This year, Johnson joined the starting unit when the team and forward Jae Crowder mutually agreed to part ways. This gives Johnson a perfect opportunity to prove his worth and earn an extension that would keep him in Phoenix for years to come. Johnson is rumored to be looking to make starter-level money, which can range between $10-12 million in most cases.
“When he didn’t come to an agreement, I didn’t see it as a bad thing,” Williams said. “I just thought to myself, ‘Well, I hope you play yourself into the money that you want.’ I think he’s more than capable of doing that.”
Johnson’s situation is similar to center DeAndre Ayton. Ayton and the Suns failed to reach an agreement on an extension prior to the 2021-22 season. Ayton had to prove his abilities to the franchise during the season, showing he’s worth the max-contract extension. Even though Ayton signed a four-year deal for $133 million to leave Phoenix and join the Indiana Pacers, the Suns matched the contract, keeping him in the Valley for four more seasons. So far, Ayton’s been solid through the first four games of the season, averaging 18.2 points and 9.5 rebounds per game.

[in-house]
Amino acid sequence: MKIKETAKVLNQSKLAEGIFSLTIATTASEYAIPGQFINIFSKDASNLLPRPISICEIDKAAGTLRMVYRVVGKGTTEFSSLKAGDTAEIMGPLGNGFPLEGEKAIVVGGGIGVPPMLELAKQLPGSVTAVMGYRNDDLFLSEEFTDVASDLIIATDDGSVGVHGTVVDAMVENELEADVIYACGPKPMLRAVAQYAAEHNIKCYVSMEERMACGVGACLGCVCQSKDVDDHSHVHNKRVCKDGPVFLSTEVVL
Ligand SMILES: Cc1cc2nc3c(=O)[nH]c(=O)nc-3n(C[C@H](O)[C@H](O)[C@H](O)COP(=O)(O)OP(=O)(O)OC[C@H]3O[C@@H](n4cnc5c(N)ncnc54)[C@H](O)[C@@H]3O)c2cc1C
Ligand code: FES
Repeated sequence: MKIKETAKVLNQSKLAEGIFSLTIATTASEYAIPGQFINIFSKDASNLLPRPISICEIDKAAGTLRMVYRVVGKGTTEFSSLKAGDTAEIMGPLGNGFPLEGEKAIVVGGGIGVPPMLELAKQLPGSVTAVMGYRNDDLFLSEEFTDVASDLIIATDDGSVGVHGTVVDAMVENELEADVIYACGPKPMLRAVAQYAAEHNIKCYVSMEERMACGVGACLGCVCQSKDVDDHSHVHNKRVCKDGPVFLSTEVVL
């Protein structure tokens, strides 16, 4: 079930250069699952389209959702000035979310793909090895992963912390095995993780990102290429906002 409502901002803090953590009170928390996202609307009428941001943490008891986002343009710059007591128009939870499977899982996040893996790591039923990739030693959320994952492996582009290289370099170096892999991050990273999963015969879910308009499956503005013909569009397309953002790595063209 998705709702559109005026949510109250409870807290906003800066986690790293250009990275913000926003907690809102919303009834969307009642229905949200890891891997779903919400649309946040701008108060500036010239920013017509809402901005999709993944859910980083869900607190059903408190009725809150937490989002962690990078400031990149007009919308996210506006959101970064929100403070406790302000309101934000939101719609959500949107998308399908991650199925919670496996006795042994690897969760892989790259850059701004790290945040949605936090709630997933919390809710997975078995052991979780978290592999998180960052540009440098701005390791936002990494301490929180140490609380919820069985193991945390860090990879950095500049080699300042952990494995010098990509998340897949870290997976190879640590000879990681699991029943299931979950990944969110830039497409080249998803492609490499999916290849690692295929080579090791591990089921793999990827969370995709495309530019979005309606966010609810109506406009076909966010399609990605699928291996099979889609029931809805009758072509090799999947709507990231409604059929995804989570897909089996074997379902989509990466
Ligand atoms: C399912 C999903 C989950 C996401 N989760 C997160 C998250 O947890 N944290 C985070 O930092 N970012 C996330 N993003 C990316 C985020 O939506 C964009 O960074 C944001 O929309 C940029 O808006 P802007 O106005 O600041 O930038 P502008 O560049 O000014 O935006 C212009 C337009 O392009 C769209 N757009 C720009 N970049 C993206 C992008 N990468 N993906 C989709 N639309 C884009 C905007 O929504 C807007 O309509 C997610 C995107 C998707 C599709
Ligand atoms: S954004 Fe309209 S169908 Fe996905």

When players are in these situations, especially regarding contracts, they either step up and perform or cave to the pressure, ultimately hurting their chances of staying with the team. However, Johnson has been in high-pressure situations throughout his basketball career and understands he’ll have to push aside the contract chatter.
“It doesn’t change anything that’s going on now,” Johnson said. “What we’re all focused on now is this season, this chance, after coming so close the last couple of years, to make something truly special happen in June.”
Despite playing with an injury during the Suns’ 3-1 start, he has been productive in the starting lineup. He sprained his thumb during the preseason and sustained a right hip contusion during last week’s overtime loss against the Portland Trailblazers.